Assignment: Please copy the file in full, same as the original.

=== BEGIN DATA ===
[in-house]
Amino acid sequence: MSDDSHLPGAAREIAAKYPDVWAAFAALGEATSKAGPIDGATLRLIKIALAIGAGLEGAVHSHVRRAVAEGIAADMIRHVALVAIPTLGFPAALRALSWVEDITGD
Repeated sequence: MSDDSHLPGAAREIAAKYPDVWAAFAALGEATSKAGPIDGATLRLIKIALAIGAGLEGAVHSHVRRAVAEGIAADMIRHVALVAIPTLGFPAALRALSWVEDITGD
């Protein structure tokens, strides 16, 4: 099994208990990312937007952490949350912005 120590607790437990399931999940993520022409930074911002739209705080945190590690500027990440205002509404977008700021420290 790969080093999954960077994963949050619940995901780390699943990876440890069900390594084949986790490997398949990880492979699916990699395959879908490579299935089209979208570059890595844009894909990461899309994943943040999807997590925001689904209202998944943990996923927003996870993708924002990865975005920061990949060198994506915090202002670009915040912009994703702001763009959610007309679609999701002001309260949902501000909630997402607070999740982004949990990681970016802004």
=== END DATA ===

[in-house]
Amino acid sequence: MSDDSHLPGAAREIAAKYPDVWAAFAALGEATSKAGPIDGATLRLIKIALAIGAGLEGAVHSHVRRAVAEGIAADMIRHVALVAIPTLGFPAALRALSWVEDITGD
Repeated sequence: MSDDSHLPGAAREIAAKYPDVWAAFAALGEATSKAGPIDGATLRLIKIALAIGAGLEGAVHSHVRRAVAEGIAADMIRHVALVAIPTLGFPAALRALSWVEDITGD
């Protein structure tokens, strides 16, 4: 099994208990990312937007952490949350912005 120590607790437990399931999940993520022409930074911002739209705080945190590690500027990440205002509404977008700021420290 790969080093999954960077994963949050619940995901780390699943990876440890069900390594084949986790490997398949990880492979699916990699395959879908490579299935089209979208570059890595844009894909990461899309994943943040999807997590925001689904209202998944943990996923927003996870993708924002990865975005920061990949060198994506915090202002670009915040912009994703702001763009959610007309679609999701002001309260949902501000909630997402607070999740982004949990990681970016802004």